We're far too early into Training Camp to make any bold proclamations. You just don't do that until the pads go on – Tuesday for the Eagles. One thing is clear, though, in the mind of second-year linebacker Davion Taylor: He can see clearly now. That in itself is a huge step forward when Taylor came in as a raw prospect and it showed. He played only 35 snaps in the Eagles' defense and, truth be told, was chomping at the bit to get things rolling for 2021.
"I feel way more comfortable ever since we had OTAs (Organized Team Activities). It helped me because I was able to get on the field in the spring," Taylor said. "I was able to start practicing the plays and get comfortable in the scheme. I feel like it helped me a lot going into this Training Camp and I feel it helped me going into the season."
Taylor, if you remember, played only one game of high school football due to his religious beliefs, and even after starting his football career in community college and taking a big jump at the University of Colorado for two seasons, he entered the NFL as a raw prospect. He could run and he was a great athlete, but his football IQ lagged. The Eagles knew this when they selected Taylor with the 103rd overall selection (third round) in the 2020 NFL Draft, so the fact that he played just 32 defensive snaps to go along with 117 snaps on special teams was expected.
In Year 2, things are different.
As a rookie, Taylor didn't have any on-field work in the spring. It was all virtual, right? The Eagles had four weeks together on the field this past spring. They are in the heat of Training Camp now. There were no preseason games last summer and now there are three. Each rep Taylor takes is a plus and he's viewing it that way.
"I'm more of a hands-on guy. I have to be out here and gain experience, make my mistakes, and then go back and correct them," he said. "COVID pushed me back a little bit more and it helped me learn how to study film correctly and be able to do those virtual meetings and learn from that. This year, I asked my coach (Nick Rallis) for extra meetings, I studied more film at least three or four times a week. I did extra stuff on the field – a lot of extra things to make sure that when I got to Training Camp I would be comfortable and wouldn't be overthinking.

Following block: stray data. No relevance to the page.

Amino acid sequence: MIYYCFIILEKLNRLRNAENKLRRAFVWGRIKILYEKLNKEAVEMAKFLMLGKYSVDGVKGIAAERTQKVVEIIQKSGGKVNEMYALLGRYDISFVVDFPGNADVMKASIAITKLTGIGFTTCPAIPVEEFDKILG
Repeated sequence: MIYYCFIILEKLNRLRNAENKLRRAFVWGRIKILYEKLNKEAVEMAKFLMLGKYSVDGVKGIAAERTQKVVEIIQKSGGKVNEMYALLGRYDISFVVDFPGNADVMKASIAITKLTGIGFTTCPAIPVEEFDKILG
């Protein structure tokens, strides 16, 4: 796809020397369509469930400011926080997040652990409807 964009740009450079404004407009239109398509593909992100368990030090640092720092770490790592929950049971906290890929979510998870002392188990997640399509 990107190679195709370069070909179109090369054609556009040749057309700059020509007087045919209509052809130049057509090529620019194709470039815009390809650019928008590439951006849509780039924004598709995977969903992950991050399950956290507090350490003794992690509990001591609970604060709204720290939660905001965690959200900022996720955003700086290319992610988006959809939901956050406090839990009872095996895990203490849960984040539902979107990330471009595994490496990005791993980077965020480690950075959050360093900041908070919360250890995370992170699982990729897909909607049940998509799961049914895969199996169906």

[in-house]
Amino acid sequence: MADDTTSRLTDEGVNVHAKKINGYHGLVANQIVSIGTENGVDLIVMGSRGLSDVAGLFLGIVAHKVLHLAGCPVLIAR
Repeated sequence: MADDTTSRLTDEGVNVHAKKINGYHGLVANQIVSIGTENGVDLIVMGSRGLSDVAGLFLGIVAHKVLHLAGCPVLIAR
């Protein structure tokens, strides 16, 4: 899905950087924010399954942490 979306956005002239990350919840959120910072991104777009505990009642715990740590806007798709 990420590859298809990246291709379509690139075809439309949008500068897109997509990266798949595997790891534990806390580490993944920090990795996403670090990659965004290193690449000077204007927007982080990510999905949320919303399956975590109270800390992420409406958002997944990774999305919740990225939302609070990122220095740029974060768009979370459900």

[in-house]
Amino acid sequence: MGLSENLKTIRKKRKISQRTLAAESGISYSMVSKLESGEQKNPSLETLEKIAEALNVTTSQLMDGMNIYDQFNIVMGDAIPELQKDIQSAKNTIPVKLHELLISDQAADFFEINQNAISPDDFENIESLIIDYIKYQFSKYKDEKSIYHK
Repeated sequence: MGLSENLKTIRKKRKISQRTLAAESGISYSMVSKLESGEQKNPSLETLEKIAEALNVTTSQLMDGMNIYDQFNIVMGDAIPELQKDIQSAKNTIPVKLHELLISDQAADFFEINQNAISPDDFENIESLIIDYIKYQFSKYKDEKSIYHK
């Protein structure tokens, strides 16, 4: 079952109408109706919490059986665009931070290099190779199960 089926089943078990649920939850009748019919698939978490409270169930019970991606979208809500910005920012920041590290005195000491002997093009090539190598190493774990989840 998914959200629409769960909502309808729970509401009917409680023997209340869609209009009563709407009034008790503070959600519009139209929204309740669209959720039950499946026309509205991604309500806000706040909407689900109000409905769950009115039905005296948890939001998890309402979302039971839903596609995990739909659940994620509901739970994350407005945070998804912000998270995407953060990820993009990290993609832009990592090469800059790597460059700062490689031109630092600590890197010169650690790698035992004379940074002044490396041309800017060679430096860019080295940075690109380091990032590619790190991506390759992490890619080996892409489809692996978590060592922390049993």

"I could go out and be who I want to be."
Taylor has taken some reps with the No. 1 defense, part of the coaching staff's rotation to get the best look at the personnel. The real test in the summer will come when the Patriots and Jets are part of joint practices and, for sure, when the three preseason games take place. Taylor has been working on his eyes, making sure he doesn't cheat and take chances with looks. Eye discipline is so important because quarterbacks see everything. If a defensive player tries to cheat with his eyes, it's trouble.
The positive steps are obvious watching Taylor. He's moving with so much more confidence and that's allowing him to take advantage of his great athletic ability. Once Taylor gets it, and the Eagles think that's going to happen over time, he has a chance to be a player who flows to the football and uses his burst and speed to make plays.
"My mindset going into the offseason was to make sure my football IQ was growing and I wanted to make sure my fundamentals were correct with a new coaching staff coming in," Taylor said. "I focused on the things that they wanted me to get better at. That's what I was working on this offseason."
Leaning on veteran Eric Wilson to learn the defense and answer questions, Taylor is trending in the right direction. What that means for playing time and his role in the defense remains to be seen, but there is no doubt Taylor is feeling better about himself and his game. The hoped-for jump from Year 1 to Year 2 is happening, and Taylor is encouraged.
"It's something I'm working on. I know I have a lot to learn," he said. "Every day, I just want to go out and do my job, do what the coaches ask me to do. I figure if I do that, the rest will take care of itself."